Earlier in 2013, scientists discovered the largest volcano on Earth, which sits under the Pacific Ocean a thousand miles east of Japan. This geologic giant also rivals the largest volcano in the solar system – Mars's Olympus Mons peak, which we've known about for centuries. That a dome-shaped formation the size of New Mexico on the seafloor had gone unnoticed until long after the advent of space exploration speaks volumes about just how little knowledge we have regarding the 70 percent of the world that's covered by water.
This century will see the end of our ignorance.
From state-of-the-art diving gear to vessels that appear to have been lifted from the pages of science fiction, new technologies are allowing underwater explorers to go farther and deeper than ever before. Several decades after scuba gear first allowed us to poke around in the shallows, manned and unmanned submersibles are taking scientists into the depths, cameras are bringing open water to the masses, and underwater planes are swooping through vast expanses of blue.
Technology is the prerequisite for oceanic exploration, and the next wave of innovations has arrived. Here are the devices and vehicles that will finally allow humans to explore the rest of our world.
A lot of marine scientists are more than happy to spend time in the ocean, placing instruments, taking samples, and getting a firsthand look around. Mark Patterson, an affable Harvard-educated professor of marine and environmental sciences at Northeastern University, takes it a bit farther. He's lived on the seabed for a grand total of 87 days. Yet Patterson knows that sometimes there's no substitute for a good remote-controlled robot, like the AUVs that he and his lab colleagues have designed and built. The acronym stands for autonomous underwater vehicle – basically an ocean-going space probe.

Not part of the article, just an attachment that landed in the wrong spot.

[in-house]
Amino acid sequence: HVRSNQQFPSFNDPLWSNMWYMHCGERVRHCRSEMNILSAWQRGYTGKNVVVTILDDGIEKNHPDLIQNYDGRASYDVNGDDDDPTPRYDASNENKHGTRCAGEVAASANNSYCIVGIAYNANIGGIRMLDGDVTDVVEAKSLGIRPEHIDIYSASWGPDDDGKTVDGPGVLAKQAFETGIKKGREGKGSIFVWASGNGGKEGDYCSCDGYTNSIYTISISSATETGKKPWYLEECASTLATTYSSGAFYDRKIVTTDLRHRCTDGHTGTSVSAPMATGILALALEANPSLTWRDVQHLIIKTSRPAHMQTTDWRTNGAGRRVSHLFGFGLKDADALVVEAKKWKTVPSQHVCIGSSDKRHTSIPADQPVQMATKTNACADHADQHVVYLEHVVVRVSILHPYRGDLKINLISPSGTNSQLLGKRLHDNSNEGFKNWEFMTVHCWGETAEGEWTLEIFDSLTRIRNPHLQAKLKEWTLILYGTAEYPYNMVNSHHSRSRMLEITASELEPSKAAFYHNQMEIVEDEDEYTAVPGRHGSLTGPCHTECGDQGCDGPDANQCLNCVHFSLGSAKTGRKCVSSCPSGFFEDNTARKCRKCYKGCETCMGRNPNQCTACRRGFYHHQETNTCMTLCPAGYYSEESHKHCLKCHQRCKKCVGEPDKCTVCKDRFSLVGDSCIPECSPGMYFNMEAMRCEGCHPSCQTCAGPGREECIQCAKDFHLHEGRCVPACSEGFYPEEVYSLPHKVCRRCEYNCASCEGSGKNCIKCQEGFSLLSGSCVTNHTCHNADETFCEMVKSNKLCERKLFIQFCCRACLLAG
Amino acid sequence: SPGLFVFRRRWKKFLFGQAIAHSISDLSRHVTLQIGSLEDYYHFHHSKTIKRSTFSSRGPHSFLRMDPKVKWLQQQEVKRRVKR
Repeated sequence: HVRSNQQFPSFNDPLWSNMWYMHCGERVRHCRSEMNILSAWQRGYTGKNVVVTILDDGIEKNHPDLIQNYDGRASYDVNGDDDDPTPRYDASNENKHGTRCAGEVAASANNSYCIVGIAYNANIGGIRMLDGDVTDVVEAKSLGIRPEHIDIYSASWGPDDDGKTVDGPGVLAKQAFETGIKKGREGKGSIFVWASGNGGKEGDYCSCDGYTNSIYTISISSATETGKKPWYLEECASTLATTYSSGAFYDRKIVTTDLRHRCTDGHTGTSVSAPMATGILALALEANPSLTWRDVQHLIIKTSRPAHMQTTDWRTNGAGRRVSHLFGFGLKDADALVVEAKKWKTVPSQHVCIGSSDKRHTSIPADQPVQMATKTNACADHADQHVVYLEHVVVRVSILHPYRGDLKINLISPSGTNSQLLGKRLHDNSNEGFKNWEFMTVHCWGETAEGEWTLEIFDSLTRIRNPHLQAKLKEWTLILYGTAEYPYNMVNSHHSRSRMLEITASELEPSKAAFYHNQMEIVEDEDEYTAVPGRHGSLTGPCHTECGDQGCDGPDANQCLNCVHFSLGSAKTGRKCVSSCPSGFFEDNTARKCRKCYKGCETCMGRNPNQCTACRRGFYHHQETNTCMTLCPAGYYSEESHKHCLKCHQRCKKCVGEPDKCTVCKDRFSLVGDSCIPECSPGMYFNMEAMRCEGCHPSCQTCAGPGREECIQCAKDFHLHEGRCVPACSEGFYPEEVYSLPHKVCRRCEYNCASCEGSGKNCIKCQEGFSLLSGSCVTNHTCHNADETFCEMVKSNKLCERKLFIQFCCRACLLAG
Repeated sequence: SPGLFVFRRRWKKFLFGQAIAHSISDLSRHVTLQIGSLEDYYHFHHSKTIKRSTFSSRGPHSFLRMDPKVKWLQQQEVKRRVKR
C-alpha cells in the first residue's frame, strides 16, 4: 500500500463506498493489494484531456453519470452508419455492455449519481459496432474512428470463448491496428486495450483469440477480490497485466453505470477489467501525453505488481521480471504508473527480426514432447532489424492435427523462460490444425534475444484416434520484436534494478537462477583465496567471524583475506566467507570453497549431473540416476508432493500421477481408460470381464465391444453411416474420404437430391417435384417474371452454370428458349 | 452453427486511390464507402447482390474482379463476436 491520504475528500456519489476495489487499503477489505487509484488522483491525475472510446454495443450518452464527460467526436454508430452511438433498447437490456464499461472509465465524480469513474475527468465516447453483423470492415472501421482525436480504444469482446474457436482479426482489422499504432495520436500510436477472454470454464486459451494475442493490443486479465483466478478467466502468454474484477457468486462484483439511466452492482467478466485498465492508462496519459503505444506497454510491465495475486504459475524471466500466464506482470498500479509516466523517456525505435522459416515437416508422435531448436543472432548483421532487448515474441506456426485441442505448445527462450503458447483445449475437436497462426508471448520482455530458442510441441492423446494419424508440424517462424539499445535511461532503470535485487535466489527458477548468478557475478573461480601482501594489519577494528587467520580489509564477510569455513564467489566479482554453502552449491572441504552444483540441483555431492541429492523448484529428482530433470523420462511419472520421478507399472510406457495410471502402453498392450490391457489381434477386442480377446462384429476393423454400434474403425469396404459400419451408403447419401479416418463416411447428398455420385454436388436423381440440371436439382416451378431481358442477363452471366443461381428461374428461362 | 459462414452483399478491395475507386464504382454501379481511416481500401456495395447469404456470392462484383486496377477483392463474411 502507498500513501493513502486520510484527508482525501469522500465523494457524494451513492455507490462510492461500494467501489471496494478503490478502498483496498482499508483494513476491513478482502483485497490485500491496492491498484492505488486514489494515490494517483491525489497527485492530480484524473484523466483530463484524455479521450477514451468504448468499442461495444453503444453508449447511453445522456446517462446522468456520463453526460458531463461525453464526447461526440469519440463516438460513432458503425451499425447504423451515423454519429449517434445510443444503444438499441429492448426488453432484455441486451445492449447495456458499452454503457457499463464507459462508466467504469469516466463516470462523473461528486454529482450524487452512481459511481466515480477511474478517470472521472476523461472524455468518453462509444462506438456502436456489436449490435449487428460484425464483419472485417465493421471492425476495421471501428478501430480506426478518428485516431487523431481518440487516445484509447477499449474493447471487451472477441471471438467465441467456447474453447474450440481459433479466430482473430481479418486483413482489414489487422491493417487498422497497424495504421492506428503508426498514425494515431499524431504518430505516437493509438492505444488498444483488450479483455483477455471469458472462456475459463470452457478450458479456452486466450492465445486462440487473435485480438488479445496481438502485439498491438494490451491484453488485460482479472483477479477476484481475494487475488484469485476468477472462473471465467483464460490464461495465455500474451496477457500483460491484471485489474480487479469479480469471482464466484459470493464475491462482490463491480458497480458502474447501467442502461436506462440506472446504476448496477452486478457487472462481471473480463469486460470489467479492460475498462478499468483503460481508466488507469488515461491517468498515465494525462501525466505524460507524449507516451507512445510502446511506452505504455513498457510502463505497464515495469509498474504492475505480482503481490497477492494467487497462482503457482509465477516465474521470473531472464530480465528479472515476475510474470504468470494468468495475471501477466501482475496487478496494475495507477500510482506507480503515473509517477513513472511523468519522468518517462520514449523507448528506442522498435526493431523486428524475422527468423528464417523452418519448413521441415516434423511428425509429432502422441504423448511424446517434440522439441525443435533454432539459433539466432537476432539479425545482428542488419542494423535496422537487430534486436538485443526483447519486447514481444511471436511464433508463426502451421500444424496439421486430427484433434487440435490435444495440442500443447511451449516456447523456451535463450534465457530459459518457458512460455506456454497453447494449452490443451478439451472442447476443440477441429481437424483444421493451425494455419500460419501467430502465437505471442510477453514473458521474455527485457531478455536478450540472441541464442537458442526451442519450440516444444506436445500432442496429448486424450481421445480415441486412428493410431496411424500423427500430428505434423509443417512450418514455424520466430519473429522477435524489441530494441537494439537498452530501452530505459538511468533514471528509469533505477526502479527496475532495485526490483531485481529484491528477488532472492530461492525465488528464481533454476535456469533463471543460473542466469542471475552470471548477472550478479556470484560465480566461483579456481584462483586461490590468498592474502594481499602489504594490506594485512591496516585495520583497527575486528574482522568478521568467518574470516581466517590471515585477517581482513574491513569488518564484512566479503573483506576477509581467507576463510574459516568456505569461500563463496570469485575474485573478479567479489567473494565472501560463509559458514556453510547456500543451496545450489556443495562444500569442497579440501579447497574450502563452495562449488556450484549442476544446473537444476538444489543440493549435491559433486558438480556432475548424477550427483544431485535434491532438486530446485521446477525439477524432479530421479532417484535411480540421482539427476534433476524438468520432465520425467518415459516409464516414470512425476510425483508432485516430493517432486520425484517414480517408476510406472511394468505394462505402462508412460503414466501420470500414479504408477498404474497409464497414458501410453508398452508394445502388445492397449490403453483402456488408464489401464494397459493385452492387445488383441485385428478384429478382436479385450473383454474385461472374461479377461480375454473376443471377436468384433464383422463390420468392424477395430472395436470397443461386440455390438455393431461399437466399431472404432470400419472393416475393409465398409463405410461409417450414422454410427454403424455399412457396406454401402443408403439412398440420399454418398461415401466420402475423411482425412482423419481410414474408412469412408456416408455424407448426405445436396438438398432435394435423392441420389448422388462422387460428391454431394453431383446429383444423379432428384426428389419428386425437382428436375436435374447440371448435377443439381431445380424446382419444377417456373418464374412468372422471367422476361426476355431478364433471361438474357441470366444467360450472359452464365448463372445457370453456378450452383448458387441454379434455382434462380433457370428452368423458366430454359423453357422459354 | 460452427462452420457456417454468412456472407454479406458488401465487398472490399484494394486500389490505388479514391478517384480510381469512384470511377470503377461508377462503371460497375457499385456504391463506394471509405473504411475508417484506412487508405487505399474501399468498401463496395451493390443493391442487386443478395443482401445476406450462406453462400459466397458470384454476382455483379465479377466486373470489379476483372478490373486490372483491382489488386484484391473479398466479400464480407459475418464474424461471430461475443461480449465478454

"All these robots are taxicabs for sensors," says Patterson, the father of an AUV aptly called Fetch that gets programmed to go out and retrieve data. This torpedo-shaped AUV is about 6 feet long and weighs 220 pounds. Actually, with a new robot rolling of the line, there are now seven in the Fetch family.
Rigged with the necessary sensors, Fetch bots have been dispatched to get krill counts in the southern ocean, cruise over a coral reefs in Florida, and assess oxygen levels in various seas. But different types of data collection call for different AUVs. The new Robolobster, a creation of Patterson's Northeastern University colleague Joseph Ayers, has eight plastic legs, fiber-optic antennae, and an industrial-strength plastic shell. It not only resembles a lobster but scuttles around like one.
Now Ayers is working to imbue Robolobster with real lobster behaviors, a field known as biomimetics, essentially by using electronic neurons to construct a simulated nervous system. The thinking: The more Robolobster can adapt and maneuver like a real lobster, the better chance it has of carrying out its missions in the unpredictable and ever-changing ocean. This kind of neurotech could help an AUV like Fetch, too.
"If you think of the nervous system simulation as a robot controller," Ayers says, "that's a way to think about what I do."
Or just imagine Dr. Frankenstein as a marine biologist.
Credit: M. Dale Stokes